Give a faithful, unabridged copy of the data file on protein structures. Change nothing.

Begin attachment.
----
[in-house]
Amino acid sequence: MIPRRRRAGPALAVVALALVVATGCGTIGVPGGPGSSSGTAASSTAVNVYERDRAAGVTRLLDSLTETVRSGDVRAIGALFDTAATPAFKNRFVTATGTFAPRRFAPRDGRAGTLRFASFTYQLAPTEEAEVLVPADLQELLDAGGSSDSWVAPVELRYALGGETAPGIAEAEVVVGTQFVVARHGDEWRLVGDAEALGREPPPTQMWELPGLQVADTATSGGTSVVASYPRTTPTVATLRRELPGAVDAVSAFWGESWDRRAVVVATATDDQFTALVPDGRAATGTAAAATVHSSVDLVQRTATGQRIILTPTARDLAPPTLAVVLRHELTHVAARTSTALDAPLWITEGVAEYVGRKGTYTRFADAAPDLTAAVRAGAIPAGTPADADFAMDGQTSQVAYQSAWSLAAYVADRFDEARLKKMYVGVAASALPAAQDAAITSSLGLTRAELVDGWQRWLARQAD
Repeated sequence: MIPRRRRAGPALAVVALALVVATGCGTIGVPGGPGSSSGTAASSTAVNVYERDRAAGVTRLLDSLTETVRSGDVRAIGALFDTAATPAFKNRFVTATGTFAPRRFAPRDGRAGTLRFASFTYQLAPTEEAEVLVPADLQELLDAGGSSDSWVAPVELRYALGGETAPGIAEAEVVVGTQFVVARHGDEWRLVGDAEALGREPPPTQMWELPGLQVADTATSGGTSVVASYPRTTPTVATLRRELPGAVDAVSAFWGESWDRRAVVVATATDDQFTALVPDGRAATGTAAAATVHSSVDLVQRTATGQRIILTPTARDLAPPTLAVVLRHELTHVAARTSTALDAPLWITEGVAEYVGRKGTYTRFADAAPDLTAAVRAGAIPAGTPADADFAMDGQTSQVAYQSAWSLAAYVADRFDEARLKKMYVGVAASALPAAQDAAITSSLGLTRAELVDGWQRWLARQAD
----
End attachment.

[in-house]
Amino acid sequence: MIPRRRRAGPALAVVALALVVATGCGTIGVPGGPGSSSGTAASSTAVNVYERDRAAGVTRLLDSLTETVRSGDVRAIGALFDTAATPAFKNRFVTATGTFAPRRFAPRDGRAGTLRFASFTYQLAPTEEAEVLVPADLQELLDAGGSSDSWVAPVELRYALGGETAPGIAEAEVVVGTQFVVARHGDEWRLVGDAEALGREPPPTQMWELPGLQVADTATSGGTSVVASYPRTTPTVATLRRELPGAVDAVSAFWGESWDRRAVVVATATDDQFTALVPDGRAATGTAAAATVHSSVDLVQRTATGQRIILTPTARDLAPPTLAVVLRHELTHVAARTSTALDAPLWITEGVAEYVGRKGTYTRFADAAPDLTAAVRAGAIPAGTPADADFAMDGQTSQVAYQSAWSLAAYVADRFDEARLKKMYVGVAASALPAAQDAAITSSLGLTRAELVDGWQRWLARQAD
Repeated sequence: MIPRRRRAGPALAVVALALVVATGCGTIGVPGGPGSSSGTAASSTAVNVYERDRAAGVTRLLDSLTETVRSGDVRAIGALFDTAATPAFKNRFVTATGTFAPRRFAPRDGRAGTLRFASFTYQLAPTEEAEVLVPADLQELLDAGGSSDSWVAPVELRYALGGETAPGIAEAEVVVGTQFVVARHGDEWRLVGDAEALGREPPPTQMWELPGLQVADTATSGGTSVVASYPRTTPTVATLRRELPGAVDAVSAFWGESWDRRAVVVATATDDQFTALVPDGRAATGTAAAATVHSSVDLVQRTATGQRIILTPTARDLAPPTLAVVLRHELTHVAARTSTALDAPLWITEGVAEYVGRKGTYTRFADAAPDLTAAVRAGAIPAGTPADADFAMDGQTSQVAYQSAWSLAAYVADRFDEARLKKMYVGVAASALPAAQDAAITSSLGLTRAELVDGWQRWLARQAD